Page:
Do you feel pressure to look a certain way?
I really don’t. Obviously, you can’t help but feel a little pressure in Hollywood, knowing people are taking your picture. But at the end of the day, I know I’m fit, I know I’m healthy and I know I have incredible endurance. Running a marathon gave me confidence about what my body is capable of. It helps me feel better about the body-image issues, because I know my body is in shape.
Your children, Ben and Megan, are now 8 and 4. Did you deal with pressure to lose baby weight quickly after they were born?
After having a baby, you’re incredibly vulnerable. You have all this excess weight and you are going through hormonal changes. This all happens while you’re trying to take care of a new person. Pressure was coming at me, but I handled it the best I could. I tried to stay fit for as long as I could before the baby was born and found my way back to my own body. It takes a long time.
What makes you feel healthy?
A good workout. I can always tell how my body is feeling based on my run. If I’m about to get sick, I feel it. If I didn’t eat right last night, I feel it. Running is a great arbiter of where my fitness is and where my health is.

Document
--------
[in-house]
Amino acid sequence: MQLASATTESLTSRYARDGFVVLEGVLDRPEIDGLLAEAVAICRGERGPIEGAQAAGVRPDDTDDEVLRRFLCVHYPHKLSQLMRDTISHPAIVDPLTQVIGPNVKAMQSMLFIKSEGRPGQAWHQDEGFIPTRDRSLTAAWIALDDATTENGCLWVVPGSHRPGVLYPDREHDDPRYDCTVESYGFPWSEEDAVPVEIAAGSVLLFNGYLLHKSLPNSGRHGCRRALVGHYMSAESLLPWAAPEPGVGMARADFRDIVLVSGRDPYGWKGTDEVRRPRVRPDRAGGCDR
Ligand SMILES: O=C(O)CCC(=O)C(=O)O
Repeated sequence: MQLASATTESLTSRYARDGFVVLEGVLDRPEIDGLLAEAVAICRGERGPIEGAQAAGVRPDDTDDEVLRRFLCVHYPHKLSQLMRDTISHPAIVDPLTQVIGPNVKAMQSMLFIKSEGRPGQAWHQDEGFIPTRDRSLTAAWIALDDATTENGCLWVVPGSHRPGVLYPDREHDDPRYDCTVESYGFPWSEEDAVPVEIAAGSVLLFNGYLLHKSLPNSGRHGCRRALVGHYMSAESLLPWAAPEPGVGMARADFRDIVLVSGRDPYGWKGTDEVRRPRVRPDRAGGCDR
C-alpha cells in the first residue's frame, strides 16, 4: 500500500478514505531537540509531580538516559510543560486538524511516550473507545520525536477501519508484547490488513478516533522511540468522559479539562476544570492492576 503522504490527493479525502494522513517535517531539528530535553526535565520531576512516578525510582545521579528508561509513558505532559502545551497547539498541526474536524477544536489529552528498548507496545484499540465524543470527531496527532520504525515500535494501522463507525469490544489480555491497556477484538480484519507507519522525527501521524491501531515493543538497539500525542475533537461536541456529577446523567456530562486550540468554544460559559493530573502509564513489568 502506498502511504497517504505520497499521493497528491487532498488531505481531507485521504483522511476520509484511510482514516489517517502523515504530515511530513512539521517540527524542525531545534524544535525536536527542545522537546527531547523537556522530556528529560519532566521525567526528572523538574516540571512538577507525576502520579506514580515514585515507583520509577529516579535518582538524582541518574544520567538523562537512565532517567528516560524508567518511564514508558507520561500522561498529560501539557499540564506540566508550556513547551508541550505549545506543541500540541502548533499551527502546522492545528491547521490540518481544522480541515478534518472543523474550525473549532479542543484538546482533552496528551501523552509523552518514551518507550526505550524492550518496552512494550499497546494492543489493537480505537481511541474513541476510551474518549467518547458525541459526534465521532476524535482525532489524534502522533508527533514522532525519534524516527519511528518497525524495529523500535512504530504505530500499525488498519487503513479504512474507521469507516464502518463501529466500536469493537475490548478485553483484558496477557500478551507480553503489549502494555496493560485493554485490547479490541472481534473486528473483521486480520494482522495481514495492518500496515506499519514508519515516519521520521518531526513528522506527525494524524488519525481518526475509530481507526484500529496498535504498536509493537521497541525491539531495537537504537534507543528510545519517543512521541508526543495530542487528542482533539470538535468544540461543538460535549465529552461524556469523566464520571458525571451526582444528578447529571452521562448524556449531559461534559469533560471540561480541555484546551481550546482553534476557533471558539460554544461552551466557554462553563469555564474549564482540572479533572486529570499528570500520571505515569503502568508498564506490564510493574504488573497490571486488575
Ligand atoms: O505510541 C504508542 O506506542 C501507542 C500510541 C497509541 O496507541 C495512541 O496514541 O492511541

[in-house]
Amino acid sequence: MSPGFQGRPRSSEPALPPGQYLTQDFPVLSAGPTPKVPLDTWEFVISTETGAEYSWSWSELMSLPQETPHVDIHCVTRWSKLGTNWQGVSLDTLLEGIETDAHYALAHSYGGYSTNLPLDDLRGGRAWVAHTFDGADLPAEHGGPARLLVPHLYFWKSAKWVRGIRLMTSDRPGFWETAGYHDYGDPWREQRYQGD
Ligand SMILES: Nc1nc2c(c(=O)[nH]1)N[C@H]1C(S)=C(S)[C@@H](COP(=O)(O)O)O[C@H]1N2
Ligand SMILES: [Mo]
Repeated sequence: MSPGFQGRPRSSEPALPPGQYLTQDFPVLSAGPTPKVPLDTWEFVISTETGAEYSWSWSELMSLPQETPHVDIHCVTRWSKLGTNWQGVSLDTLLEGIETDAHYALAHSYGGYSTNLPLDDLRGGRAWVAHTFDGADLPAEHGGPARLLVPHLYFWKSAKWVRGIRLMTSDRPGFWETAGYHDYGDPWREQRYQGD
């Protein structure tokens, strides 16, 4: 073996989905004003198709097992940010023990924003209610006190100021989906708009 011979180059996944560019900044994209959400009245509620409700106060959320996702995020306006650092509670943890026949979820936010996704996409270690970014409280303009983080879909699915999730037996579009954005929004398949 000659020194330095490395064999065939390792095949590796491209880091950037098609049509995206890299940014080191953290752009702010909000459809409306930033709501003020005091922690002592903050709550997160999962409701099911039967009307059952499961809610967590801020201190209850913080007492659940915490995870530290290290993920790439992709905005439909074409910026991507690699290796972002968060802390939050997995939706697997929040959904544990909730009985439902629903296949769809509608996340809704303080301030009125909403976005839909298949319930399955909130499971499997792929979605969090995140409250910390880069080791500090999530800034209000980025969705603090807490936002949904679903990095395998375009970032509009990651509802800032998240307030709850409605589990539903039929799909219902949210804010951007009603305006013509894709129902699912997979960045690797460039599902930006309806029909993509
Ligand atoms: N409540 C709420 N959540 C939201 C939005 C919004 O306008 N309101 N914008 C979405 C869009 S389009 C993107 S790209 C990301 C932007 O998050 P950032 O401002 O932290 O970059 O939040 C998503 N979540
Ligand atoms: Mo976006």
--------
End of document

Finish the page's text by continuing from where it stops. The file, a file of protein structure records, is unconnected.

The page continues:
What would you say to a woman who’s out of shape and who wants to run but might feel embarrassed?
You’ll feel so much better after you’ve done it! Make sure you’re wearing an outfit that gives you confidence in yourself. It will keep you going. I think people who make the mistake of wearing baggy, ill-fitting clothes are more likely to give up on their fitness attempts quicker than those who invest in legit workout gear. You’ll be showing off your new body in no time.
What do you do to maintain body confidence?
I’m really proud of how I look because it reflects the work I put into my fitness. It translates to looking my personal best, and that’s good enough for me. ■